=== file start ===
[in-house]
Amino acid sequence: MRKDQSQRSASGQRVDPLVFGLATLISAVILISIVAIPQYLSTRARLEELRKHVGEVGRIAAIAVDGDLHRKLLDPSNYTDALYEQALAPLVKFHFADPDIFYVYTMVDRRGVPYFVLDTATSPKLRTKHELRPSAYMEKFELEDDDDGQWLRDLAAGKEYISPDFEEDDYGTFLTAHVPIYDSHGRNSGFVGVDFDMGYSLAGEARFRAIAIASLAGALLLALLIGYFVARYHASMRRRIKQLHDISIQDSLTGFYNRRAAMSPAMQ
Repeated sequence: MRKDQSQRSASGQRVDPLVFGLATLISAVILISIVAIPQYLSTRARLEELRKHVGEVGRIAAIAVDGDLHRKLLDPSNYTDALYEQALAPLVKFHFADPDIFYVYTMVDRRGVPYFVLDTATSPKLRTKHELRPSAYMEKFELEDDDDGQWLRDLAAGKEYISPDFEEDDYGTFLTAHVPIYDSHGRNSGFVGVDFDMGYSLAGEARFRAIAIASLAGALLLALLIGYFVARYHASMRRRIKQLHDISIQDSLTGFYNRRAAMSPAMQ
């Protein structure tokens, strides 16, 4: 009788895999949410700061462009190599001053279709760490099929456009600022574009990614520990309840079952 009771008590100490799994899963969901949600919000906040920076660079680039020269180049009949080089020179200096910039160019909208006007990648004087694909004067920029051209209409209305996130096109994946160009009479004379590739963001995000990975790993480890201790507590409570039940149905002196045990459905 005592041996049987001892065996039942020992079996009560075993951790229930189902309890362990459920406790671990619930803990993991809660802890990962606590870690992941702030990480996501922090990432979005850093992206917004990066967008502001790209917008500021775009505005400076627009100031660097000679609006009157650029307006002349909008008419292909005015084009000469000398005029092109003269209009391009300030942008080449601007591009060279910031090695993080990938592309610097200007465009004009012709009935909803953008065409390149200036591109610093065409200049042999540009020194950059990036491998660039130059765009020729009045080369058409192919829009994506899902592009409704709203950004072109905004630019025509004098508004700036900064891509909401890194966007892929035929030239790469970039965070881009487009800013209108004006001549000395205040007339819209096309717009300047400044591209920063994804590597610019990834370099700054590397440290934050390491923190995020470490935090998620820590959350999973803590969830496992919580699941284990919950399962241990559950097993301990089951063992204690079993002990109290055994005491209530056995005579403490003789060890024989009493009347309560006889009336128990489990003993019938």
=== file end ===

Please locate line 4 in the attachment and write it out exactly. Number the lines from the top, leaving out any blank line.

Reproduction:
């Protein structure tokens, strides 16, 4: 009788895999949410700061462009190599001053279709760490099929456009600022574009990614520990309840079952 009771008590100490799994899963969901949600919000906040920076660079680039020269180049009949080089020179200096910039160019909208006007990648004087694909004067920029051209209409209305996130096109994946160009009479004379590739963001995000990975790993480890201790507590409570039940149905002196045990459905 005592041996049987001892065996039942020992079996009560075993951790229930189902309890362990459920406790671990619930803990993991809660802890990962606590870690992941702030990480996501922090990432979005850093992206917004990066967008502001790209917008500021775009505005400076627009100031660097000679609006009157650029307006002349909008008419292909005015084009000469000398005029092109003269209009391009300030942008080449601007591009060279910031090695993080990938592309610097200007465009004009012709009935909803953008065409390149200036591109610093065409200049042999540009020194950059990036491998660039130059765009020729009045080369058409192919829009994506899902592009409704709203950004072109905004630019025509004098508004700036900064891509909401890194966007892929035929030239790469970039965070881009487009800013209108004006001549000395205040007339819209096309717009300047400044591209920063994804590597610019990834370099700054590397440290934050390491923190995020470490935090998620820590959350999973803590969830496992919580699941284990919950399962241990559950097993301990089951063992204690079993002990109290055994005491209530056995005579403490003789060890024989009493009347309560006889009336128990489990003993019938």